October 29, 2014
STATE OF OREGON, Plaintiff-Respondent,
BAOLIN CHEN, Defendant-Appellant
Submitted July 15, 2014
Beaverton Municipal Court. UI20475312. Les Rink, Judge.
Baolin Chen filed the brief, Pro se.
No appearance for respondent.
Before Lagesen, Presiding Judge, and Tookey, Judge, and Edmonds, Senior Judge.
[266 Or.App. 684] TOOKEY, J.
Defendant appeals a judgment of conviction for impeding traffic, ORS 811.130, a Class D traffic violation. Defendant argued to the municipal court that there was insufficient evidence to convict him of the offense, and he reasserts those arguments on appeal. For the reasons that follow, we affirm.
In an appeal from a judgment involving a violation, " the standard of review is the same as for an appeal from a judgment in a proceeding involving a misdemeanor or felony." ORS 138.057(1)(a). When we review a challenge to the sufficiency of the evidence following a conviction, we examine the evidence " in the light most favorable to the state to determine whether any rational trier of fact could have found that the essential elements of the violation had been proved by a preponderance of the evidence."  State v. Bainbridge, 230 Or.App. 500, 502, 216 P.3d 338 (2009) (stating the standard of review for an appeal involving the offense of driving through a safety zone, ORS 811.030) (internal quotation marks and brackets omitted).
The record discloses the following facts. At approximately 3:00 p.m., on a summer afternoon, Kingsbury, a [266 Or.App. 685] motorcycle officer in the City of Beaverton's Traffic Safety Team, was traveling westbound in the right lane of a highway overpass, when he observed defendant's vehicle, a BMW, traveling on an exit ramp from the southbound highway. The BMW made a right turn off of the exit ramp and began traveling westbound down a road where there were two westbound lanes.
The BMW drew Kingsbury's attention because it " came to a stop, in the [right] lane of traffic, with its left blinker on." Kingsbury continued to focus on the BMW " because it wasn't proceeding down the road like it * * * should[; ] it was stopped with its blinker on."  The BMW had stopped in the right
lane and was attempting to move into the left lane. However, the BMW could not " safely move into the left lane at that time" because there were two vehicles in the left lane, also proceeding westbound. As Kingsbury observed, the BMW then started to turn in front of the first vehicle that was proceeding in the left lane. That vehicle " had to kind of swerve and slow, because it appeared that this BMW was going to pull in front of it." The second vehicle in the left lane also slowed down before proceeding by. In addition, there was a third vehicle on the road--this one in the right lane behind the BMW--also heading westbound. The third vehicle also had to slow " because of the BMW that was stopped in the right lane and not proceeding."
Kingsbury subsequently pulled defendant over and asked why he had stopped in the road. Defendant told Kingsbury that " he was trying to get over so his son could go to the bathroom." Defendant told Kingsbury that it was an emergency, and Kingsbury told defendant " that that was not a valid emergency to stop in the flow of traffic." Kingsbury issued defendant a citation for impeding traffic.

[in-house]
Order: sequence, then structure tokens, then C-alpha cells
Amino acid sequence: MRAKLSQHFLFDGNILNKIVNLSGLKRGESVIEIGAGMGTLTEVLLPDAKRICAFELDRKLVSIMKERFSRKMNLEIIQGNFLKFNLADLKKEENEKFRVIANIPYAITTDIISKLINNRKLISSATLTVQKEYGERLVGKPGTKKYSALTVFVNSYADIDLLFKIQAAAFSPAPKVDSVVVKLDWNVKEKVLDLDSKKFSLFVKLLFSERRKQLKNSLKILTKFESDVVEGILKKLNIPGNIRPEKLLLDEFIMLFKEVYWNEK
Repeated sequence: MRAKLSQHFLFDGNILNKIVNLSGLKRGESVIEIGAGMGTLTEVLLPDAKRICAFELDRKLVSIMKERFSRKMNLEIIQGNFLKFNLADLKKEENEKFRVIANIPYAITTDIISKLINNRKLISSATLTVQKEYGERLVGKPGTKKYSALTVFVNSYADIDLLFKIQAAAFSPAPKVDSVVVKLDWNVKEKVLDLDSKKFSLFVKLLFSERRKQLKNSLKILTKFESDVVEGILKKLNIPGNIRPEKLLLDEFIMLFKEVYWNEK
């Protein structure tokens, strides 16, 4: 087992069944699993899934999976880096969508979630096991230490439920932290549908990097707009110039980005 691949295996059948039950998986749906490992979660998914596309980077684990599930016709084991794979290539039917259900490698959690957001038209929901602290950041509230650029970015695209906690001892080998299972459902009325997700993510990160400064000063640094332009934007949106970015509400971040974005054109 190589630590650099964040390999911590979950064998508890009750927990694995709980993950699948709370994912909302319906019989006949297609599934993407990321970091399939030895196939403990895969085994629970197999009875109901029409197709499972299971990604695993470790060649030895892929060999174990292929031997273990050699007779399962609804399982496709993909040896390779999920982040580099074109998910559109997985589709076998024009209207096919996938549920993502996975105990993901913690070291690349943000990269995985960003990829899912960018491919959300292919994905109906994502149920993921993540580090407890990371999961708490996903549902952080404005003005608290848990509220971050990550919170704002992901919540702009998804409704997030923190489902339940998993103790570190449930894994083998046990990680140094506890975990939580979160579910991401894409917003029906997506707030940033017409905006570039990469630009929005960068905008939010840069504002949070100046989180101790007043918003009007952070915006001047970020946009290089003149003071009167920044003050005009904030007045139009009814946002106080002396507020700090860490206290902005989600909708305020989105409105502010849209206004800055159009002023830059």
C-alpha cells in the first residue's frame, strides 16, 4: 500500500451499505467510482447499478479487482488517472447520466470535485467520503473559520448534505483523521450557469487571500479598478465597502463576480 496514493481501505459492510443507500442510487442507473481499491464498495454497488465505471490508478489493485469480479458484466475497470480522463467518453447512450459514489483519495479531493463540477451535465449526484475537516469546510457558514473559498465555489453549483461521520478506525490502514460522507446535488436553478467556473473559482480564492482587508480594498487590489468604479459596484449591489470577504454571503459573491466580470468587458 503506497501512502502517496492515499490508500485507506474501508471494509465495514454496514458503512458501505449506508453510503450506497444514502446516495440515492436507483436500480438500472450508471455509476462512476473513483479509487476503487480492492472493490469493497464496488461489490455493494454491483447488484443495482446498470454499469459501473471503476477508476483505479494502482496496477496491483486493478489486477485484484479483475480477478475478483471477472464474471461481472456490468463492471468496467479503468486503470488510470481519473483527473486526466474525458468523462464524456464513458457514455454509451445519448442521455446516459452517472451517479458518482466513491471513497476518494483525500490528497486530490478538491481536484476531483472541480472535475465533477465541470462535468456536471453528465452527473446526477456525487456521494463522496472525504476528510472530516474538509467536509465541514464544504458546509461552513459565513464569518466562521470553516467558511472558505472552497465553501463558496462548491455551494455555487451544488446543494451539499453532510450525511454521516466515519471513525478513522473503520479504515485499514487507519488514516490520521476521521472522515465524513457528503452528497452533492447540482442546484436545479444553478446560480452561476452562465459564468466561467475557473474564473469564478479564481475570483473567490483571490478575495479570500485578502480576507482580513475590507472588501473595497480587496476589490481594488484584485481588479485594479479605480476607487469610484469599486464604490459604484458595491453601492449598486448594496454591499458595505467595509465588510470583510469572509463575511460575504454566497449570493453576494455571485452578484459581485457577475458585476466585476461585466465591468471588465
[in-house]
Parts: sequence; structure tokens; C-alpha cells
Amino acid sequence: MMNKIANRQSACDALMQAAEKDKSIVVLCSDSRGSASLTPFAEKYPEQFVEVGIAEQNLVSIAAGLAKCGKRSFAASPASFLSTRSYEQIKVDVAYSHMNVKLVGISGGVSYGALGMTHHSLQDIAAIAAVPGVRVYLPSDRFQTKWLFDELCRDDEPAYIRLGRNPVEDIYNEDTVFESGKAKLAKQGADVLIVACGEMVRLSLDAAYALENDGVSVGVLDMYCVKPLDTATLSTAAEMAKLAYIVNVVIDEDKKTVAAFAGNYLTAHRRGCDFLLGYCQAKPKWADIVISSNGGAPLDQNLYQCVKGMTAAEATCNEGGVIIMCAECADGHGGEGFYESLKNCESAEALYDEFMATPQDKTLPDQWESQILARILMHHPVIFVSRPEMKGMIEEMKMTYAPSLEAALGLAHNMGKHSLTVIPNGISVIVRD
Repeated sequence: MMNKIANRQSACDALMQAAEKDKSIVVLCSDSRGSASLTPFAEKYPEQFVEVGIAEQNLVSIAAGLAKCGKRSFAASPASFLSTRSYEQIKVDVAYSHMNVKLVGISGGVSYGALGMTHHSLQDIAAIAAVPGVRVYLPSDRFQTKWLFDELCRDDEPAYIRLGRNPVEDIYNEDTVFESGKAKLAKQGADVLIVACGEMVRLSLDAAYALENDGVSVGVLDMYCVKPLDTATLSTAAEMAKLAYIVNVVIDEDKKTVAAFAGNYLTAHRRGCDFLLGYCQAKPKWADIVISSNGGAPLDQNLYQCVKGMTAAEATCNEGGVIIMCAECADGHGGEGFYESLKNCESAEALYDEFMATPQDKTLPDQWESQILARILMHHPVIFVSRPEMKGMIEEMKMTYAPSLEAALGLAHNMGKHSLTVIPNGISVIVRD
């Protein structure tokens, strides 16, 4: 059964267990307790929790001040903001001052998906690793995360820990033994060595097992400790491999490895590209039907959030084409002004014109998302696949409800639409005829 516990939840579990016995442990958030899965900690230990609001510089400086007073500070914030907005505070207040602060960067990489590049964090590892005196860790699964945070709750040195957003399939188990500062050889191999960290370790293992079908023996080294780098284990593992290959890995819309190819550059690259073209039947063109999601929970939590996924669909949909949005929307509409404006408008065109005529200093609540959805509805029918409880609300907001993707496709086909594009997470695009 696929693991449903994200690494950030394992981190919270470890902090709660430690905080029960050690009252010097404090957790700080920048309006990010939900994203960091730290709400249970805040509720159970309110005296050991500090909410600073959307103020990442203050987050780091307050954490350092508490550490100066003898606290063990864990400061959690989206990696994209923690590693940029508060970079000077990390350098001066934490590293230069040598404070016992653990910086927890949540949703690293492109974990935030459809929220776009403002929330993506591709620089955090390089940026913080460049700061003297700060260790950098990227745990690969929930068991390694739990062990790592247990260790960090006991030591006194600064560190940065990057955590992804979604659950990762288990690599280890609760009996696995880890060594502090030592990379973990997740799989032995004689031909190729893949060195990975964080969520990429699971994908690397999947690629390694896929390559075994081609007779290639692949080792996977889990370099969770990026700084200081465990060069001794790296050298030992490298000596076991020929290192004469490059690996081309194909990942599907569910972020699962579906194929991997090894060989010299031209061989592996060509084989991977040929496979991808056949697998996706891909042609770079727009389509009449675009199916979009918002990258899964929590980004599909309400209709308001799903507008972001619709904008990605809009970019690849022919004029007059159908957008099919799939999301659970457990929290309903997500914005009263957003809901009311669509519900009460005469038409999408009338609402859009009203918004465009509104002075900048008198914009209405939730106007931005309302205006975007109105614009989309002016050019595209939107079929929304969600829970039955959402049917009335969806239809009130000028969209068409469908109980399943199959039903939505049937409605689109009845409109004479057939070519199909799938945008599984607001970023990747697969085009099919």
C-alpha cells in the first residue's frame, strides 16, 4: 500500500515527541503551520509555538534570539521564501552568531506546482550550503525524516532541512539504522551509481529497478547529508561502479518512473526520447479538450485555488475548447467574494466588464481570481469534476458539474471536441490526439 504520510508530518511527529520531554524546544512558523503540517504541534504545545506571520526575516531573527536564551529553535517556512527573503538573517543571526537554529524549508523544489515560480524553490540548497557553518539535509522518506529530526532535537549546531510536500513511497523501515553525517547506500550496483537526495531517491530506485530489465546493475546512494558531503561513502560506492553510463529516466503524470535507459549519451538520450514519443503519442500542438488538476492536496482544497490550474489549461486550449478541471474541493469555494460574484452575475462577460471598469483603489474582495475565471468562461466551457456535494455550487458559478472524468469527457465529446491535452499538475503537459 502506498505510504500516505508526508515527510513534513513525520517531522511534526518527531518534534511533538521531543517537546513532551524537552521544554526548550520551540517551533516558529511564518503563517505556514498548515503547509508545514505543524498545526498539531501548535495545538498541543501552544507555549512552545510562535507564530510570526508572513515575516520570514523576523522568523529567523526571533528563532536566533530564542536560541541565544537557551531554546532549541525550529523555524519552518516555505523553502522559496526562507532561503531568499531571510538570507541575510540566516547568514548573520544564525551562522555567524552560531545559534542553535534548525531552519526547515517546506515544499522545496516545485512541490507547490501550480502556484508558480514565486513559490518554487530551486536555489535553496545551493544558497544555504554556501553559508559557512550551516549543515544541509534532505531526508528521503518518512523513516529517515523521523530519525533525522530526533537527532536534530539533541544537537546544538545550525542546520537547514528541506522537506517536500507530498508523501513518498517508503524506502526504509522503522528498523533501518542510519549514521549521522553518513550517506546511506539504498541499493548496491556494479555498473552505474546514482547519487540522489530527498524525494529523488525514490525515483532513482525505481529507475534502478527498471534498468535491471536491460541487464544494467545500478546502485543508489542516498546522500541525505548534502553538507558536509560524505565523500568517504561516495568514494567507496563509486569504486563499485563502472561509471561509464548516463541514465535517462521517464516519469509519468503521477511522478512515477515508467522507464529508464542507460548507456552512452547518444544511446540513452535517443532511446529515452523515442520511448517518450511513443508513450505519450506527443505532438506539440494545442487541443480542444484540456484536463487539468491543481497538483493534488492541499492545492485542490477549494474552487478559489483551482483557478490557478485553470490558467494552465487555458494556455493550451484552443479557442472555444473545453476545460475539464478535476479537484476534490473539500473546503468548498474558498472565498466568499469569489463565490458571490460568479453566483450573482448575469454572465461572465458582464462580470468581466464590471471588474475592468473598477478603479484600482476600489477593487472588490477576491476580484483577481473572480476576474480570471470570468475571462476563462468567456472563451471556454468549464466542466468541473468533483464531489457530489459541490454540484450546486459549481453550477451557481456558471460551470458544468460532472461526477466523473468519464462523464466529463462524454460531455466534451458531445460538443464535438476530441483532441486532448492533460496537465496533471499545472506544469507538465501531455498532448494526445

At defendant's bench trial, defendant testified that he pulled off of the freeway so that his son could go to the bathroom, made a right turn onto the road, " and then put [his] left [turn] signal on" before " slowing down and waiting" for " two or three cars" to quickly go by on the left. [266 Or.App. 686] Defendant asked Kingsbury if defendant drove " conservatively" and " reasonably[,]" and Kingsbury replied, " No." Kingsbury testified that there were " other places of refuge on the right side of the road that the car could have pulled into to perform whatever task they were trying to perform." Kingsbury further testified, " Stopping in the middle of traffic is not safe."
During closing argument, defendant argued that a vehicle " slow down" for a short distance is not a violation of ORS 811.130. He pointed out that " there was only one car behind [him]" and argued that there was " no violation at all, because there's no blocking of the traffic, at all." Defendant also argued that he did not violate ORS 811.130 because the exception described in ORS 811.130(3)(b) applied in his situation: " [m]omentarily stopping in preparation of, or moving at an extremely slow pace while, negotiating an exit from the road." The municipal court found that defendant impeded traffic, and defendant now appeals.
On appeal, defendant raises one assignment of error: " The court erred in convicting defendant of impeding traffic." To support that challenge, defendant states that the facts are " undisputed" and argues:
" The city's evidence showed that defendant stopped only [momentarily] to allow two cars passing from the left lane and there was only one car behind defendant [that] was slowed down for a very short period [of] time to allow two cars to drive by on defendant's left. In order to support defendant's conviction, however, the evidence must show that defendant blocked or impeded the normal and reasonable flow of traffic."
Defendant relies on State v. Tiffin, 202 Or.App. 199, 206, 121 P.3d 9 (2005), in which we held " that the trial court erred in concluding that the officers had probable cause to stop defendant for violating ORS 811.130."
As noted above, " [a] person commits the offense of impeding traffic if the person drives a motor vehicle * * * in a manner that impedes or blocks the normal and reasonable movement of traffic." ORS 811.130(1). However, the statute [266 Or.App. 687] contains exceptions that permit a person to impede traffic for certain purposes. For example, a person is not in violation of the statute " if the person is proceeding in a manner needed for safe operation." ORS 811.130(2). " Proceeding in a manner needed for safe operation" includes " [m]omentarily stopping" as specified in ORS 811.130(3)(a) (to allow oncoming traffic to pass before turning) and (b) (in preparation for negotiating an exit from the